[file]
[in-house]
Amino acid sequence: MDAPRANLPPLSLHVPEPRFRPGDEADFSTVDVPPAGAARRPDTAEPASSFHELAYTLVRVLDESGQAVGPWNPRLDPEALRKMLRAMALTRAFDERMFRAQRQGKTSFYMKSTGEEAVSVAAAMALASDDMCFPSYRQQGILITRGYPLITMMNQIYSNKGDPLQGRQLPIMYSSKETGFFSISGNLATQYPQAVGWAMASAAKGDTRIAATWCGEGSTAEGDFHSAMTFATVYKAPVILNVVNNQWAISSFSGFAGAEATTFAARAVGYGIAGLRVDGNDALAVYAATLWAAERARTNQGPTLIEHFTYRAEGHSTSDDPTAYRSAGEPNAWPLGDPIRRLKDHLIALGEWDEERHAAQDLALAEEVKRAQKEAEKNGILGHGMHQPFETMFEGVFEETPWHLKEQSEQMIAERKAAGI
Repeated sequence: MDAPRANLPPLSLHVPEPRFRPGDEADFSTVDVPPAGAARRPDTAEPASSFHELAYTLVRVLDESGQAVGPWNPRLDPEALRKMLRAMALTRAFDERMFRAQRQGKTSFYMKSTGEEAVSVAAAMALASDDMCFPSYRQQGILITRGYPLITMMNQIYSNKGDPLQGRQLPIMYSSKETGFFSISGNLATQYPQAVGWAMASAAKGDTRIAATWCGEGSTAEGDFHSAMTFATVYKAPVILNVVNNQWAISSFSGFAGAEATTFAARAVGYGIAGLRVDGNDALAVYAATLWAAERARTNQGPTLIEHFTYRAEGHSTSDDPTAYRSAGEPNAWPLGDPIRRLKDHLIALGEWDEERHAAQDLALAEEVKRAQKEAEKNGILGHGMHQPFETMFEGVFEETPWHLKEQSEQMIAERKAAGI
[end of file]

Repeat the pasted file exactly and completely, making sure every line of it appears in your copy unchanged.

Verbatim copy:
[in-house]
Amino acid sequence: MDAPRANLPPLSLHVPEPRFRPGDEADFSTVDVPPAGAARRPDTAEPASSFHELAYTLVRVLDESGQAVGPWNPRLDPEALRKMLRAMALTRAFDERMFRAQRQGKTSFYMKSTGEEAVSVAAAMALASDDMCFPSYRQQGILITRGYPLITMMNQIYSNKGDPLQGRQLPIMYSSKETGFFSISGNLATQYPQAVGWAMASAAKGDTRIAATWCGEGSTAEGDFHSAMTFATVYKAPVILNVVNNQWAISSFSGFAGAEATTFAARAVGYGIAGLRVDGNDALAVYAATLWAAERARTNQGPTLIEHFTYRAEGHSTSDDPTAYRSAGEPNAWPLGDPIRRLKDHLIALGEWDEERHAAQDLALAEEVKRAQKEAEKNGILGHGMHQPFETMFEGVFEETPWHLKEQSEQMIAERKAAGI
Repeated sequence: MDAPRANLPPLSLHVPEPRFRPGDEADFSTVDVPPAGAARRPDTAEPASSFHELAYTLVRVLDESGQAVGPWNPRLDPEALRKMLRAMALTRAFDERMFRAQRQGKTSFYMKSTGEEAVSVAAAMALASDDMCFPSYRQQGILITRGYPLITMMNQIYSNKGDPLQGRQLPIMYSSKETGFFSISGNLATQYPQAVGWAMASAAKGDTRIAATWCGEGSTAEGDFHSAMTFATVYKAPVILNVVNNQWAISSFSGFAGAEATTFAARAVGYGIAGLRVDGNDALAVYAATLWAAERARTNQGPTLIEHFTYRAEGHSTSDDPTAYRSAGEPNAWPLGDPIRRLKDHLIALGEWDEERHAAQDLALAEEVKRAQKEAEKNGILGHGMHQPFETMFEGVFEETPWHLKEQSEQMIAERKAAGI